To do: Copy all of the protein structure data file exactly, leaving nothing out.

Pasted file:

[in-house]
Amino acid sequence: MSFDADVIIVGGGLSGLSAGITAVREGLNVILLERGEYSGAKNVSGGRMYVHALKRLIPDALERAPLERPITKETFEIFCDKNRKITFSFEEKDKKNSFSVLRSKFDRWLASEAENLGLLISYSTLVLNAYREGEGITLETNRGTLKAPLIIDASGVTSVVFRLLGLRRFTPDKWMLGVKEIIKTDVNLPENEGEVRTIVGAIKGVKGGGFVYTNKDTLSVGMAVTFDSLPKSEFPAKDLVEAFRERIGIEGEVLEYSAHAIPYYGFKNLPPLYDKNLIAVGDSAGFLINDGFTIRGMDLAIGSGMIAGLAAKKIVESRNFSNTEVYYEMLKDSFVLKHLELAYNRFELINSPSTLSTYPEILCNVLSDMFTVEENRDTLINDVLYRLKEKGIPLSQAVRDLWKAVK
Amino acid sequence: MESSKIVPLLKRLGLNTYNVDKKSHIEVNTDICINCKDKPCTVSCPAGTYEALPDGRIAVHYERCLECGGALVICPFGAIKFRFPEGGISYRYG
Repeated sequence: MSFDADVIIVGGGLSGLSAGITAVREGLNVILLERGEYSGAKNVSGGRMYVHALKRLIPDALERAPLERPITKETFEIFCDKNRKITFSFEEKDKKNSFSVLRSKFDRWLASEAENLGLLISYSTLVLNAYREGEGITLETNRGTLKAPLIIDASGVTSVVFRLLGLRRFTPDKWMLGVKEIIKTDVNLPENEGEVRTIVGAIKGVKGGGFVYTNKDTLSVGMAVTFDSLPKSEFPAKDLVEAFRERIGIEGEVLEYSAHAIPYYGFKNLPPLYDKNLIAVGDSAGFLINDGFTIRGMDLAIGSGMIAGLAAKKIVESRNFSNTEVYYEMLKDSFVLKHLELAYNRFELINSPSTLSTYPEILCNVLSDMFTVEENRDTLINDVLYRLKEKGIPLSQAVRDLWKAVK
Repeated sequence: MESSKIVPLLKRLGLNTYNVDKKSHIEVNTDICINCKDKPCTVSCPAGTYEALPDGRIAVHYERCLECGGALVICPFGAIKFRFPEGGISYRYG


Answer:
[in-house]
Amino acid sequence: MSFDADVIIVGGGLSGLSAGITAVREGLNVILLERGEYSGAKNVSGGRMYVHALKRLIPDALERAPLERPITKETFEIFCDKNRKITFSFEEKDKKNSFSVLRSKFDRWLASEAENLGLLISYSTLVLNAYREGEGITLETNRGTLKAPLIIDASGVTSVVFRLLGLRRFTPDKWMLGVKEIIKTDVNLPENEGEVRTIVGAIKGVKGGGFVYTNKDTLSVGMAVTFDSLPKSEFPAKDLVEAFRERIGIEGEVLEYSAHAIPYYGFKNLPPLYDKNLIAVGDSAGFLINDGFTIRGMDLAIGSGMIAGLAAKKIVESRNFSNTEVYYEMLKDSFVLKHLELAYNRFELINSPSTLSTYPEILCNVLSDMFTVEENRDTLINDVLYRLKEKGIPLSQAVRDLWKAVK
Amino acid sequence: MESSKIVPLLKRLGLNTYNVDKKSHIEVNTDICINCKDKPCTVSCPAGTYEALPDGRIAVHYERCLECGGALVICPFGAIKFRFPEGGISYRYG
Repeated sequence: MSFDADVIIVGGGLSGLSAGITAVREGLNVILLERGEYSGAKNVSGGRMYVHALKRLIPDALERAPLERPITKETFEIFCDKNRKITFSFEEKDKKNSFSVLRSKFDRWLASEAENLGLLISYSTLVLNAYREGEGITLETNRGTLKAPLIIDASGVTSVVFRLLGLRRFTPDKWMLGVKEIIKTDVNLPENEGEVRTIVGAIKGVKGGGFVYTNKDTLSVGMAVTFDSLPKSEFPAKDLVEAFRERIGIEGEVLEYSAHAIPYYGFKNLPPLYDKNLIAVGDSAGFLINDGFTIRGMDLAIGSGMIAGLAAKKIVESRNFSNTEVYYEMLKDSFVLKHLELAYNRFELINSPSTLSTYPEILCNVLSDMFTVEENRDTLINDVLYRLKEKGIPLSQAVRDLWKAVK
Repeated sequence: MESSKIVPLLKRLGLNTYNVDKKSHIEVNTDICINCKDKPCTVSCPAGTYEALPDGRIAVHYERCLECGGALVICPFGAIKFRFPEGGISYRYG